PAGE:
To help get a sense of how the level of populist support today compares to populism in the past, we created an index of the share of votes received by populist/anti-establishment parties or candidates in national elections, for all the major developed countries (covering the US, UK, Japan, Germany, France, Italy, and Spain) all the way back to 1900, weighting the countries by their population shares. We sought to identify parties/candidates who made attacking the political/corporate establishment their key political cause. Obviously, the exercise is inherently rough, so don’t squint too much at particular wiggles. But the broad trends are clear. Populism has surged in recent years and is currently at its highest level since the late 1930s (though the ideology of the populists today is much less extreme compared to the 1930s).

Why Americans have come to worship their own ignorance

Brian Bethune:

A five-time undefeated Jeopardy! champion and a professor of national security affairs at the U.S. Naval War College, Tom Nichols is the author of several books on international relations, Russian affairs and nuclear weapons—as well as a former adviser on foreign and defence affairs for the late senator John Heinz of Pennsylvania. In short, an expert in his field. He’s also a staunch conservative of the Never Trump persuasion, a man deeply worried about the state of public discourse in his country and the author of The Death of Expertise: The Campaign Against Established Knowledge and Why it Matters. He spoke with Senior Writer Brian Bethune about his new book, the unprecedented way in which “sullen and narcissistic” Americans “worship their own ignorance,” and what everyone from students to journalists and experts themselves should do about it.

Commentary On Wisconsin K-12 Governance Options

Erin Richards:

To qualify for a voucher in the statewide program, students have to come from families earning no more than 185% of the federal poverty level, or about $45,000 for a family of four or about $52,000 if the parents are married. The income limit for the Racine and Milwaukee programs is 300% of the federal poverty level.

Vouchers are different than charter schools, which are fully public schools that are privately operated, often by nonprofits. Charter schools receive freedom from some state rules and school district oversight in exchange for demonstrating higher-than-average student achievement, the terms of which are outlined in their charters, or contracts.

“School choice” refers to vouchers and charters and other options parents can choose outside their assigned neighborhood school. But vouchers are the most controversial because they usually support religious schools that don’t have to follow all the same rules as public schools. Private schools that accept vouchers are not legally obligated to serve all children with special needs, and they do not have to disclose all the same data as public schools.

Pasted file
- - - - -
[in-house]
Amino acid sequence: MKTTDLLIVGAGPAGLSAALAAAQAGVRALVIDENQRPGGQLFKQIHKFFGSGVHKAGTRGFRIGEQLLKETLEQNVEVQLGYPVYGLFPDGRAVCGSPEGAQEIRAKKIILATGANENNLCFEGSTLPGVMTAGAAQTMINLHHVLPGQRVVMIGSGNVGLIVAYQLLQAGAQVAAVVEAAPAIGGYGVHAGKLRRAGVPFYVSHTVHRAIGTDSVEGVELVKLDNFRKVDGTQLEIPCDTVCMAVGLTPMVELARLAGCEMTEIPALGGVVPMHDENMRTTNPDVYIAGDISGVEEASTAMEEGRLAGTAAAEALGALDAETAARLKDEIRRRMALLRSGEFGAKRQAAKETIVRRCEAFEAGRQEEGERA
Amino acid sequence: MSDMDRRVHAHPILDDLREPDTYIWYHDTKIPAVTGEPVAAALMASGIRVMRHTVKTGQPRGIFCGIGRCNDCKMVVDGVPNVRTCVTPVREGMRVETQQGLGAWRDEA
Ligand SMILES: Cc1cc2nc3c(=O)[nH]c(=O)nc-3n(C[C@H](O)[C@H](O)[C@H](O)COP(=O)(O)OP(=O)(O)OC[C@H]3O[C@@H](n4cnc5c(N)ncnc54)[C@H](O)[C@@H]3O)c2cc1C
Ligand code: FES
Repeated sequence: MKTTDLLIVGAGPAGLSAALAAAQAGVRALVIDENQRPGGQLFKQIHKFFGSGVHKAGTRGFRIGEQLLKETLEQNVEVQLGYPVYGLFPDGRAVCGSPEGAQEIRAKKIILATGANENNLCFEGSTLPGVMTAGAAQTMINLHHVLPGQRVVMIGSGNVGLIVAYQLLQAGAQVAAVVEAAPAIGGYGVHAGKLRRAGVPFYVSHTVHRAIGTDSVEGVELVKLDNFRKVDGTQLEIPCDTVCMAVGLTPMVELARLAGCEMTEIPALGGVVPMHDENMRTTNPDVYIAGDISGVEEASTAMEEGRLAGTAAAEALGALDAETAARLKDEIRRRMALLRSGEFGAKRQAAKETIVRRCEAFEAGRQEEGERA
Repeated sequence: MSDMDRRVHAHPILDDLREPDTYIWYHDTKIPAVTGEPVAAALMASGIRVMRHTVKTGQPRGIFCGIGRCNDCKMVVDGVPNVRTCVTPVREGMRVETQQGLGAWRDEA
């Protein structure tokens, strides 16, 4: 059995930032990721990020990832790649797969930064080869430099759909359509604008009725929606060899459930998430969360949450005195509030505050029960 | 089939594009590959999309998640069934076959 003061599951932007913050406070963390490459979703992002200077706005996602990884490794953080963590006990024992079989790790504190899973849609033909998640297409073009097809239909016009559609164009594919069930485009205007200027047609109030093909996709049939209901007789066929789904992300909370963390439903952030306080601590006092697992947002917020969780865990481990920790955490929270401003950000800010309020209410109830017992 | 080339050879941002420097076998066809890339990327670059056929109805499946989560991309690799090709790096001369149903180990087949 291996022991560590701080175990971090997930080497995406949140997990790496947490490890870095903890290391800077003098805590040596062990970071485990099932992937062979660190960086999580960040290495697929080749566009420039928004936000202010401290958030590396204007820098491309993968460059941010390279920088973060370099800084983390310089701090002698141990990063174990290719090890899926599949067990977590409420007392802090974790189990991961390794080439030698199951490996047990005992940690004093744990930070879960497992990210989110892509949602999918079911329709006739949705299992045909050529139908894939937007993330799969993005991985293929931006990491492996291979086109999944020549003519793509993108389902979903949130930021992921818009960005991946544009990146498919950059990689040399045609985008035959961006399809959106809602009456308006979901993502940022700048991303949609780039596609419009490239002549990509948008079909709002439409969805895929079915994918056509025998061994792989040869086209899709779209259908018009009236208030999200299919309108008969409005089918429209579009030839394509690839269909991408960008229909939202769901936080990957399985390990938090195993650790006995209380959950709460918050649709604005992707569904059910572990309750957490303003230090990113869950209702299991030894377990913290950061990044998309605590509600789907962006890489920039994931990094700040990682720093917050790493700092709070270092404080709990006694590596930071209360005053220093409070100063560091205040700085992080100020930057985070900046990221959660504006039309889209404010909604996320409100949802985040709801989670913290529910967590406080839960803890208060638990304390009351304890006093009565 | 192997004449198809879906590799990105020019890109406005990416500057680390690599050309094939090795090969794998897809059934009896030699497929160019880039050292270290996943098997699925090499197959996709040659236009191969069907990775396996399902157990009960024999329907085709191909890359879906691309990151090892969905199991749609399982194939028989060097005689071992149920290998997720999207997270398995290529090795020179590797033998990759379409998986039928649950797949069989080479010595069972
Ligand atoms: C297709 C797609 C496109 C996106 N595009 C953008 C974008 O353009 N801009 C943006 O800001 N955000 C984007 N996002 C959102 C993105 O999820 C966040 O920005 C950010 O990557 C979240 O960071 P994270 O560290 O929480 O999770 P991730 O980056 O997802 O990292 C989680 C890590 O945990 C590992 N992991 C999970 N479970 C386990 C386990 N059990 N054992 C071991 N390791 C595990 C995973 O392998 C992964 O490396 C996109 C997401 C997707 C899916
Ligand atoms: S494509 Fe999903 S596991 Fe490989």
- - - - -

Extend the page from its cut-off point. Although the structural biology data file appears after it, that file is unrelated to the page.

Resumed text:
Madison’s non diverse government K-12 system has long tolerated disastrous reading results.

This, despite spending more than most, now around $18,000 per student. .

An ancient memorization strategy might cause lasting changes to the brain

Rachel Becker:

There’s been a long-standing debate about whether memory athletes are born with superior memories, or whether their abilities are due to their training regimens. These tend to include an ancient memorization strategy called the method of loci, which involves visualizing important pieces of information placed at key stops along a mental journey. This journey can be an imaginary walk through your house or a local park, or your drive to work. The important thing is that you can mentally move back through it to retrieve the pieces of information you stored. (The ancient Greeks are said to have used it to remember important texts.)

Jonah and the Whale, Call me Ishmael.

Laura Waters:

Excuse the melodrama but right now my husband and I feel like we’re about to embark on a dark, god-less, soul-crushing journey. Our son Jonah (whom I’ve written about before) just turned 21 and will age out of the school system this year. Parents of children with disabilities call this milestone “falling off a cliff.”

The cliff in question is the cessation of Jonah’s rights, inscribed in federal law, for services that nurture his development, education, and relative independence. For eighteen years he’s been cradled within the sheltering arms of laws and regulations that protect children with disabilities: the right to a free education within the least restrictive environment, the right to therapies that foster his ability to learn, and the right to “transition” services, like the job-training program he attends right now.